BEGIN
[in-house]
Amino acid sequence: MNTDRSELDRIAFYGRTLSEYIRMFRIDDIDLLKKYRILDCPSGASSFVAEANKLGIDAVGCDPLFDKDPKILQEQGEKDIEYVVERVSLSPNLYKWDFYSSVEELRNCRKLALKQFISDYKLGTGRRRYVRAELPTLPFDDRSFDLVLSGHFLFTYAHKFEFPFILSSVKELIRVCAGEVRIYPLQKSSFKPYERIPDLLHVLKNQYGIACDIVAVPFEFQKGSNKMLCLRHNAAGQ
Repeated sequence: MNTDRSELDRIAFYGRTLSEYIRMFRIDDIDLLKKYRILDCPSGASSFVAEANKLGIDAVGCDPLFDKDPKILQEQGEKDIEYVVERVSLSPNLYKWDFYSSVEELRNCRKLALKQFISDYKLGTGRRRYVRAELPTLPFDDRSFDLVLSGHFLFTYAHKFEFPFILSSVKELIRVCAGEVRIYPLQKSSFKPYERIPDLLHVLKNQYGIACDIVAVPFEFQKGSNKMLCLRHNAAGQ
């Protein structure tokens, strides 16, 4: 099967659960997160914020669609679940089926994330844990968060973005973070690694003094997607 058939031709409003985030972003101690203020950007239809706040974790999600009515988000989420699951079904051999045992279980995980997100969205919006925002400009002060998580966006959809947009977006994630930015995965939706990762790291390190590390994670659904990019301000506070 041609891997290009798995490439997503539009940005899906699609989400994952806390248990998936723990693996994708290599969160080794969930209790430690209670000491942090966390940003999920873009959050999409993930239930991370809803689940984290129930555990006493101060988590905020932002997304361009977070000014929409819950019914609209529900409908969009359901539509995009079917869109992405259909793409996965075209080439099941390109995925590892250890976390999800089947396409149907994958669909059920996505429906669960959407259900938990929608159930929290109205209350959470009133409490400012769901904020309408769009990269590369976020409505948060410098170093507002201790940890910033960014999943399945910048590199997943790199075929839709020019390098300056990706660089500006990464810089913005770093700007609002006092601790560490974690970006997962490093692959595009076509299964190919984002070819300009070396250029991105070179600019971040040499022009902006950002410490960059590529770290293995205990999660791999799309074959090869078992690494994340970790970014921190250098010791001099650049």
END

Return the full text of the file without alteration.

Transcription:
[in-house]
Amino acid sequence: MNTDRSELDRIAFYGRTLSEYIRMFRIDDIDLLKKYRILDCPSGASSFVAEANKLGIDAVGCDPLFDKDPKILQEQGEKDIEYVVERVSLSPNLYKWDFYSSVEELRNCRKLALKQFISDYKLGTGRRRYVRAELPTLPFDDRSFDLVLSGHFLFTYAHKFEFPFILSSVKELIRVCAGEVRIYPLQKSSFKPYERIPDLLHVLKNQYGIACDIVAVPFEFQKGSNKMLCLRHNAAGQ
Repeated sequence: MNTDRSELDRIAFYGRTLSEYIRMFRIDDIDLLKKYRILDCPSGASSFVAEANKLGIDAVGCDPLFDKDPKILQEQGEKDIEYVVERVSLSPNLYKWDFYSSVEELRNCRKLALKQFISDYKLGTGRRRYVRAELPTLPFDDRSFDLVLSGHFLFTYAHKFEFPFILSSVKELIRVCAGEVRIYPLQKSSFKPYERIPDLLHVLKNQYGIACDIVAVPFEFQKGSNKMLCLRHNAAGQ
């Protein structure tokens, strides 16, 4: 099967659960997160914020669609679940089926994330844990968060973005973070690694003094997607 058939031709409003985030972003101690203020950007239809706040974790999600009515988000989420699951079904051999045992279980995980997100969205919006925002400009002060998580966006959809947009977006994630930015995965939706990762790291390190590390994670659904990019301000506070 041609891997290009798995490439997503539009940005899906699609989400994952806390248990998936723990693996994708290599969160080794969930209790430690209670000491942090966390940003999920873009959050999409993930239930991370809803689940984290129930555990006493101060988590905020932002997304361009977070000014929409819950019914609209529900409908969009359901539509995009079917869109992405259909793409996965075209080439099941390109995925590892250890976390999800089947396409149907994958669909059920996505429906669960959407259900938990929608159930929290109205209350959470009133409490400012769901904020309408769009990269590369976020409505948060410098170093507002201790940890910033960014999943399945910048590199997943790199075929839709020019390098300056990706660089500006990464810089913005770093700007609002006092601790560490974690970006997962490093692959595009076509299964190919984002070819300009070396250029991105070179600019971040040499022009902006950002410490960059590529770290293995205990999660791999799309074959090869078992690494994340970790970014921190250098010791001099650049």